On a clear day, Judge Robert C. Brack can see Mexico from his office -- the federal courthouse in downtown Las Cruces.
He has sentenced more defendants than any other federal judge in the United States -- more than 7,000 defendants over about six years according to a new study from Syracuse University.
That doesn’t necessarily make him the busiest judge, just the one who sentences the most defendants. He says he expected the workload going in.
“The perception shouldn’t be such that I’m out here drowning all by myself. I was asked when I came on whether I wanted to go to Las Cruces or Albuquerque and the fact that anyone even asked me at the time bothers me now because the work was here,” said Brack.
Judge Brack says one of the reasons he decides so many cases at the federal courthouse is because of the high number of immigration cases that come before him.
More of those immigration cases are now being tried as felonies.
Judge Brack has served in Las Cruces since he was appointed by President George W. Bush in 2003 and has witnessed changes over the years.
“Back then, the policy was Mexican citizens would be allowed 15 voluntary returns before they were actually sentenced. Before they were actually charged with a crime and that policy has changed over time and now they don’t get any returns – they are charged with a crime almost immediately.”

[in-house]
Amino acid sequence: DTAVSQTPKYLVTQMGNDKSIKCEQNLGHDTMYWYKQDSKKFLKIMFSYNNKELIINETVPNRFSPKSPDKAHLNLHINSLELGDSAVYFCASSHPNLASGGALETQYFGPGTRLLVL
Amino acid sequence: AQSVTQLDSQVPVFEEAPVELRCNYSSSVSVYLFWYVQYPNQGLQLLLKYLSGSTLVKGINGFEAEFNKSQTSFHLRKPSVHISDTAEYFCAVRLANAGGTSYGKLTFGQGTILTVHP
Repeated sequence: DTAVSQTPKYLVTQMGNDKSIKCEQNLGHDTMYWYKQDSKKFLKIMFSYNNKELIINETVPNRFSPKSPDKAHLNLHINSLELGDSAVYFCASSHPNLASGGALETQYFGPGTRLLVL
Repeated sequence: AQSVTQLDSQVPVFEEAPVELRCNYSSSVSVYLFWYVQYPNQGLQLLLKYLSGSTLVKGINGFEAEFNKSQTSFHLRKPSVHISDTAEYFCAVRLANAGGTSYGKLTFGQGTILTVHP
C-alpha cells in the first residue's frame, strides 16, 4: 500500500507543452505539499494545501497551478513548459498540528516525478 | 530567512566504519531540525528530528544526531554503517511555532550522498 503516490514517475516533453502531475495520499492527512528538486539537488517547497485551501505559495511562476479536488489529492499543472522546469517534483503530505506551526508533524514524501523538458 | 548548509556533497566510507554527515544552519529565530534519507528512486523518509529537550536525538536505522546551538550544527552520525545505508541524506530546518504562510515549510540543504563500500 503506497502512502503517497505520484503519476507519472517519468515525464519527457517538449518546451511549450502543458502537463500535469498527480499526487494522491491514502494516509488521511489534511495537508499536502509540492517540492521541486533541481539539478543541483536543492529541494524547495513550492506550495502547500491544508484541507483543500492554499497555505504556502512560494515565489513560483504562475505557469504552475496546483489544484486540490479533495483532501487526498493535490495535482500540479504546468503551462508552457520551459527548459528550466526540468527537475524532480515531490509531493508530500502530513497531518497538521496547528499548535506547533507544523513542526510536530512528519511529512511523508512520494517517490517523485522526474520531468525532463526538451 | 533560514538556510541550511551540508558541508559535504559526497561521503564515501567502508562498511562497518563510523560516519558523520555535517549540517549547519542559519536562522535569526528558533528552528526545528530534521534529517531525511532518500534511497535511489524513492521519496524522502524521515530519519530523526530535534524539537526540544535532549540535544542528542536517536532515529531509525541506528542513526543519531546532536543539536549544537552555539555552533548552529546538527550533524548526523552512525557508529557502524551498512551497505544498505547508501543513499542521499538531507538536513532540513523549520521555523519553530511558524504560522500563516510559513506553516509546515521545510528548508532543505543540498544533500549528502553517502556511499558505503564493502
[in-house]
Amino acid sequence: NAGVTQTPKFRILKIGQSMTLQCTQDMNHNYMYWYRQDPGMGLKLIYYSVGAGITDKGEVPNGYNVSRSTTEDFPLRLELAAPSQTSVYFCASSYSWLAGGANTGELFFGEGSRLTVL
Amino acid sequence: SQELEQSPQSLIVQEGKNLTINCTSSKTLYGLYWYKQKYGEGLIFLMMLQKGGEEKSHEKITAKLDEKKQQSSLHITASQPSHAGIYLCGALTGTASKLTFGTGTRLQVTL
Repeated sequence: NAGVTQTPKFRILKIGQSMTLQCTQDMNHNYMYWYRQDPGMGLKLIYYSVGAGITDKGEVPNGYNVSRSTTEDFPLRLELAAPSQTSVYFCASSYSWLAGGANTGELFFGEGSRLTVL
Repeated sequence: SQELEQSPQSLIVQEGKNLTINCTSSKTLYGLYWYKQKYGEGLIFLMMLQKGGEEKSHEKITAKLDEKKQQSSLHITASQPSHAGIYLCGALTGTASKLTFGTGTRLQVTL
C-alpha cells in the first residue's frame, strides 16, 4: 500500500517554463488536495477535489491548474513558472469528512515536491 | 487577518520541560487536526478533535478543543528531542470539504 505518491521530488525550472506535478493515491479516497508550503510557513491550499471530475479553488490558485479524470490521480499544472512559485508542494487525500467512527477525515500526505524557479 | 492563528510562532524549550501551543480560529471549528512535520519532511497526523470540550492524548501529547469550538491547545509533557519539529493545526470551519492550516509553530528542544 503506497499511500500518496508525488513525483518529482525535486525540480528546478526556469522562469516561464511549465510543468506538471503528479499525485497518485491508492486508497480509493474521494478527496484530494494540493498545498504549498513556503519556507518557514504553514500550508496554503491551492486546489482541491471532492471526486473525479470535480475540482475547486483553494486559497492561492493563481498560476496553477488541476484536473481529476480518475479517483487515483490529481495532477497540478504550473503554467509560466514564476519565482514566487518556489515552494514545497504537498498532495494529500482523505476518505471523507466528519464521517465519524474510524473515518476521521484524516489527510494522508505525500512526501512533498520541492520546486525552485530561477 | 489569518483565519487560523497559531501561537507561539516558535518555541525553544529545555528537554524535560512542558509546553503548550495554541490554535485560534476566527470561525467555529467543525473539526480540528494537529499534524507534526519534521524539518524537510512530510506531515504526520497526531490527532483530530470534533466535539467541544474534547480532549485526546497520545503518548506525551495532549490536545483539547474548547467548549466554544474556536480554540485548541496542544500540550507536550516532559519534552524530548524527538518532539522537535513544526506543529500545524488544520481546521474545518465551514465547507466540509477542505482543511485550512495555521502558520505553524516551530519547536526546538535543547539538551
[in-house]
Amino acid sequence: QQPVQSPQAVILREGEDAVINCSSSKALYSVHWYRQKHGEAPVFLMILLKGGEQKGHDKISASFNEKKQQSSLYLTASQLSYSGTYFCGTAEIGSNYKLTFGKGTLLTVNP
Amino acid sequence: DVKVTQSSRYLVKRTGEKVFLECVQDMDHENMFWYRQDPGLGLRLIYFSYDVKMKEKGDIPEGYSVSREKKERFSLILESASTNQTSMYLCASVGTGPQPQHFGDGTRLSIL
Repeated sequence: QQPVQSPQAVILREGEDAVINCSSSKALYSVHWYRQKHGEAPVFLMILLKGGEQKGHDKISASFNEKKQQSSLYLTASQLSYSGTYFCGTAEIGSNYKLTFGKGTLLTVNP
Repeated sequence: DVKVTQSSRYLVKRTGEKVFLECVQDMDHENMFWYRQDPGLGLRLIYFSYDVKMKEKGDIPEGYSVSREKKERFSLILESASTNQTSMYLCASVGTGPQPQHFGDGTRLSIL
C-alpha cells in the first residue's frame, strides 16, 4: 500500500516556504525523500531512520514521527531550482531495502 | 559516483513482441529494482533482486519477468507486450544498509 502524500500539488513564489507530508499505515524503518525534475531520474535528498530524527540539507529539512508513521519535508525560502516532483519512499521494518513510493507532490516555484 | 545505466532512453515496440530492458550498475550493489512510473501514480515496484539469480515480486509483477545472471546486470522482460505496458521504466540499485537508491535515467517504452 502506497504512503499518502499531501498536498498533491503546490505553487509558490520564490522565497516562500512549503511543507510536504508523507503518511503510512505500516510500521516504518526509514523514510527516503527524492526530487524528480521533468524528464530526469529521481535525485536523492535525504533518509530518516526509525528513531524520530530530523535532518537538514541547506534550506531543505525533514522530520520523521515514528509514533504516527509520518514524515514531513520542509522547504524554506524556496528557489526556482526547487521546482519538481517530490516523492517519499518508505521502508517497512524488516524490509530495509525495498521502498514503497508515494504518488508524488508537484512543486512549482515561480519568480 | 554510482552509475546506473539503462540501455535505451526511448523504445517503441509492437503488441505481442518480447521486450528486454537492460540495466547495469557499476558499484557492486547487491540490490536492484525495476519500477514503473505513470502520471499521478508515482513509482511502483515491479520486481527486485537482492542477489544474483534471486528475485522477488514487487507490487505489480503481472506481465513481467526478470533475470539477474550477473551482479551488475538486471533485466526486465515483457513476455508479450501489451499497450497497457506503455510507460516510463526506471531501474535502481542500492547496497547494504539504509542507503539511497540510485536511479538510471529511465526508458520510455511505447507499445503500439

Judge Brack sees the results of his decisions every day.
“There was in court today a young man, he’s 30 years old and he’s been in the country since he was nine and he has a wife and two children - all United States citizens - and I was sending him back to Mexico. And I put back in quotations because that’s not his home and hasn’t been his home for years. And luckily he has some family back in Mexico still that will help him start over. But he’s starting over as a husband and father without his wife and children and that’s unbelievably tough.”
A big reason for high number of cases Judge Brack sentences is that he’s the only permanent federal judge in Las Cruces – for now.
There’s an empty office at the courthouse waiting for Ken Gonzales to join Judge Brack. President Obama has nominated Gonzales to replace retiring Judge Bruce Black of Santa Fe.
Another reason is that immigration cases take less time to sentence. Judge Brack compares those cases with a recent death penalty case.
“We spent about 16 weeks in trial last summer doing that and so when I sentenced that defendant, that was one defendant. And I sentenced 14 defendants this morning, so those statistics have to be considered in light of the type of cases that are being decided.”
So with a new judge on the way, Judge Brack is hopeful in spite of a complex immigration process and a high number of cases to prosecute.
“The real question is how do we deal with those that are already here and I’m encouraged for the first time…maybe something will happen.”